E.U. to Serve as Kimberley Process Chair in 2007

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(Rapaport…November 17, 2005) The European Union (E.U.) was designated to head up the chairmanship of the Kimberley Process for year 2007. The E.U. will serve as vice-chair during 2006 while Botswana serves as the organization’s chair.

Press Release:

“The Kimberley Process, the international initiative to eliminate the trade in conflict diamonds, has designated the European Union as its new Chair for 2007. The E.U. will serve as vice-chair in 2006, during Botswana’s chairmanship. The E.U. is represented in this multi-lateral scheme by the European Commission.

The European Commissioner for External Relations and European Neighbourhood Policy, Benita Ferrero-Waldner welcomed the news saying, “The Kimberley Process has established itself in a short time as a uniquely promising and widely acclaimed instrument for breaking the link between the illicit exploitation of natural resources and armed conflict. The E.U. has been deeply committed to its success from the beginning, and this new decision is a recognition of the E.U.’s growing role in conflict prevention”.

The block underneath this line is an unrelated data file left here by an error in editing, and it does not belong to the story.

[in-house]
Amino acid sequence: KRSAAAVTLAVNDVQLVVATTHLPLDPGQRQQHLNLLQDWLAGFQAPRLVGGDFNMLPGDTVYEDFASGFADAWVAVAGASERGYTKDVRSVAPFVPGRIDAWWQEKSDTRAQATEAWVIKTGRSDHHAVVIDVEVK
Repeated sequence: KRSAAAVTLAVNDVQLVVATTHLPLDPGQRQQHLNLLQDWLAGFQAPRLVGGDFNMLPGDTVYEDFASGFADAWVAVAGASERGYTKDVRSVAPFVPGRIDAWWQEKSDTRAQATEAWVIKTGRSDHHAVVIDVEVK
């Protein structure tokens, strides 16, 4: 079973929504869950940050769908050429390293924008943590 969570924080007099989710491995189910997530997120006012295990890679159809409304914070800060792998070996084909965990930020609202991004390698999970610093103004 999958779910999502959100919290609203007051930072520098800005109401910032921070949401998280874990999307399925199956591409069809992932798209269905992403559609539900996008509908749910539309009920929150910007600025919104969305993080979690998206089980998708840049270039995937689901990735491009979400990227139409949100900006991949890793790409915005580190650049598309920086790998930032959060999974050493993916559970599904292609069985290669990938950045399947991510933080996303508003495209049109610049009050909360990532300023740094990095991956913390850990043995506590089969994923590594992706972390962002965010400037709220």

She added, “Our primary objective as chair will be to promote the fullest possible implementation of the KPCS by all participants.”

The Kimberley Process Certification Scheme (KPCS) was launched in 2002 by a unique coalition of governments, civil society and the diamond industry in response to the role of diamonds in funding some of the most devastating civil wars in Africa during the past decade.

Its membership now comprises 44 states and the European Community as a single participant representing all 25 member states of the E.U. The KPCS is a multilateral import and export control regime, designed to prevent the trade in conflict diamonds through the use of certificates to accompany all international shipments of rough diamonds. The KPCS also requires members to implement effective internal controls over their diamond production and trade.

The European Commission has been at the forefront of the KPCS, contributing to its development into an ever more effective instrument for eradicating trade in illicit diamonds. It took the lead in establishing an effective peer review mechanism, and led the first-ever monitoring visit under the Scheme.

Within the EU the KPCS is implemented by a Council Regulation which applies in all Member States. The EU is the world’s largest trading centre for rough diamonds.”

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